World Vision and partners celebrate success of food security project at its completion
World Vision and its partners on the Strengthening PSNP4* Institutions and Resilience (SPIR) Project celebrated the successful implementation of the project, a development food security activity, over the past five years (2016 to 2021). SPIR, a US$175 million USAID-funded project, has been a consortium project implemented by World Vision, CARE, ORDA, IFPRI, Ambo University and Hawassa University.
Child protection training helps save Wubalem from early marriage
Fourteen-year-old Wubalem is one of the girls who was to be married off to a person that they do not know. Her parents accepted a marriage proposal engagement and secretly began purchasing materials for the wedding party without her knowledge and consent. After World Vision’s massive training on child protection to schools, community and Government staff, she and her community were able to prevent this, and continue to reduce child marriage in their district significantly.
Discover our 2020 Annual Report
Read about the impact of World Vision's work in Ethiopia over our last fiscal year (October 2019 - September 2020).
We thank God, our generous donors from 14 countries in North America, Asia, Europe, and Australia. While the U.S. accounted for over 60% of all our funding through private and public donations, our second highest source of funding was Ethiopia, as our team locally fundraised with United Nations, corporations and foundations.
World Vision's Drylands Development Programme wins 2020 Energy Globe World Award
World Vision's Drylands Development Programme (DryDev) in Ethiopia has won a 2020 Energy Globe Award –the most important award for sustainability worldwide– for its outstanding contribution in restoring the environment.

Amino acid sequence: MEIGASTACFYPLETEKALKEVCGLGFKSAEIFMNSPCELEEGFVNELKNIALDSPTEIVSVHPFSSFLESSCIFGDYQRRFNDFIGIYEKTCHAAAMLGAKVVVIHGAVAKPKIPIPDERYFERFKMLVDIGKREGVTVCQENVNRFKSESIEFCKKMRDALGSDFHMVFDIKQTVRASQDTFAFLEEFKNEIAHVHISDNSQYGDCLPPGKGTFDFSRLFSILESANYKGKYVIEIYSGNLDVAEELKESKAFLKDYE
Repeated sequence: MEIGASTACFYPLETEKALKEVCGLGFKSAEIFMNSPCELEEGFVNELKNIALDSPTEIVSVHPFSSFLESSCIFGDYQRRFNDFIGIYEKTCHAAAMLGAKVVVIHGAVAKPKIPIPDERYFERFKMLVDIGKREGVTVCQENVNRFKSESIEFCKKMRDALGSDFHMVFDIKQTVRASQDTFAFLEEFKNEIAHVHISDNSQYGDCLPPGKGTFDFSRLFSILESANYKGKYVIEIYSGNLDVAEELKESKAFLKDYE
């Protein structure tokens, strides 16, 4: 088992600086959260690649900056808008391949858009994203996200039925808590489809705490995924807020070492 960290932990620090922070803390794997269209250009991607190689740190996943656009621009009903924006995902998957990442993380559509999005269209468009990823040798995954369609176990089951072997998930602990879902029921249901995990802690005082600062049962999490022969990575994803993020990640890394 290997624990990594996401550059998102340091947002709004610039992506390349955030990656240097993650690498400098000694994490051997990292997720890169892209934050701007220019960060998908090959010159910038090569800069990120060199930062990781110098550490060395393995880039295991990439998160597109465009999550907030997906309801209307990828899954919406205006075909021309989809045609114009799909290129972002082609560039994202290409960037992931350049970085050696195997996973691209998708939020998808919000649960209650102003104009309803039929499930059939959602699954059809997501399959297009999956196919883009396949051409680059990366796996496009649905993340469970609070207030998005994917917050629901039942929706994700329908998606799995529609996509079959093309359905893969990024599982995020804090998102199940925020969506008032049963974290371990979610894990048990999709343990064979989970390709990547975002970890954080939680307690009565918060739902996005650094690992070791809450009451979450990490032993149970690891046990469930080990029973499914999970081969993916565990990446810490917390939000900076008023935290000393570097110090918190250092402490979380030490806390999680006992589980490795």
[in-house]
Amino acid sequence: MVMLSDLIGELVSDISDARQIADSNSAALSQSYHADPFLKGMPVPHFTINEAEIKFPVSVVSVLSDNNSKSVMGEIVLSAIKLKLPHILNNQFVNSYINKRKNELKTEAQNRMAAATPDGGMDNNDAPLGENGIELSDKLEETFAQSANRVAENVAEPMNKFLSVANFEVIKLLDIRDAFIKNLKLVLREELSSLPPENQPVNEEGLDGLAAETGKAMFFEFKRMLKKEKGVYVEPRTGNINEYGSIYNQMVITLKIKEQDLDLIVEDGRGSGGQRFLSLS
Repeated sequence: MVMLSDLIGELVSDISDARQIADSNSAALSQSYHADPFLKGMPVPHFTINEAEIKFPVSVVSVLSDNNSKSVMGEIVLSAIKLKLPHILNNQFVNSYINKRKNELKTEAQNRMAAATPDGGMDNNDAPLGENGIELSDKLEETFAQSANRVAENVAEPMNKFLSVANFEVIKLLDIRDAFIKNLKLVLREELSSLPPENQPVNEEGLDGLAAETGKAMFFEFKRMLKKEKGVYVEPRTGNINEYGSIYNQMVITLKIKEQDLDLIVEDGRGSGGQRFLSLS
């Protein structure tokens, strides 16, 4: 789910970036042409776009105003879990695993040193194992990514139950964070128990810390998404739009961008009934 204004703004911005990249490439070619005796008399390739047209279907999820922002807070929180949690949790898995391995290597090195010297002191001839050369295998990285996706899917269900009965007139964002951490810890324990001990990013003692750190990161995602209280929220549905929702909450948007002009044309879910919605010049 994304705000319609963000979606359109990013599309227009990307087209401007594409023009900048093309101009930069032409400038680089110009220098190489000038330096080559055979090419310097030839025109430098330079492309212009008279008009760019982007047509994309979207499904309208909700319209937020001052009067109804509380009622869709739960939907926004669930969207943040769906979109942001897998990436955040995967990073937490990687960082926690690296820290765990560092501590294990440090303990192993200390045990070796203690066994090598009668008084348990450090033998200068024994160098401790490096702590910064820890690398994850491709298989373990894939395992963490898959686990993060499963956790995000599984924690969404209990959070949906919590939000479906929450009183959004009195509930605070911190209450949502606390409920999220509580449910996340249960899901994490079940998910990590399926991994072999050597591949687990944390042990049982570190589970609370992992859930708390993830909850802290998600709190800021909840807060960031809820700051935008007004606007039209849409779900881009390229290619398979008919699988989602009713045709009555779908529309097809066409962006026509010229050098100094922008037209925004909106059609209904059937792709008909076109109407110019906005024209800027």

DryDev won the 'Category Earth' award competing with 2,000 projects from 180 countries around the globe.
Inauguration of 35.5 million Birr water, sanitation and hygiene projects
World Vision has inaugurated six Water, Sanitation and Hygiene (WASH) projects worth 35.5 million Birr (US$1 million) in Habru District of North Wollo Zone, in Amhara Regional State. The water projects are set to benefit 52,400 people and serve public institutions including health facilities and schools.
Ethiopia is one of the fastest growing economies of the world, with annual growth of 10% on average for the last 11 consecutive years. The current population is estimated at over 100 million; more than half of whom are youth.
Despite the current economic advances, recurrent drought with erratic annual rainfall, traditional ways of farming and unstable political and economic conditions remain a challenge for many families. Still today, nearly 36 million children in Ethiopia are poor and lack access to basic social services.
In Ethiopia, World Vision works together and alongside the governmental and non-governmental actors in an effort to improve the well-being of the most vulnerable children and their families to ensure all children have the opportunity to thrive.
Saving for Transformation
In Ethiopia, 85% of the population lives in rural areas where financial services are scarce. Village saving and loan associations (a group of 10-20 self-selected individuals who agree to save a certain amount of money each week and loan to each other when the need arises) are one way of addressing financial constraints and food security issues. Currently, there are more than 75,000 families helping each other through 3,847 savings groups.
Running with Purpose
Nearly 100 World Vision Ethiopia staff, including the National Director, Mr. Edward Brown, took part in the 18th Ethiopian Great Run: a 10 km run, advocating for the end of child marriage in Ethiopia.
This year’s run, themed: “Empower Girls Now; they are the next leaders!” had more than 45,000 participants.
“We can run fast alone but we can run far together,” said Mr. Brown after finishing the run, emphasizing the importance of working together.
It Takes a World
Ethiopia is known as a hotspot for child marriage. Our teams have been implementing various projects to address the root causes of child marriage.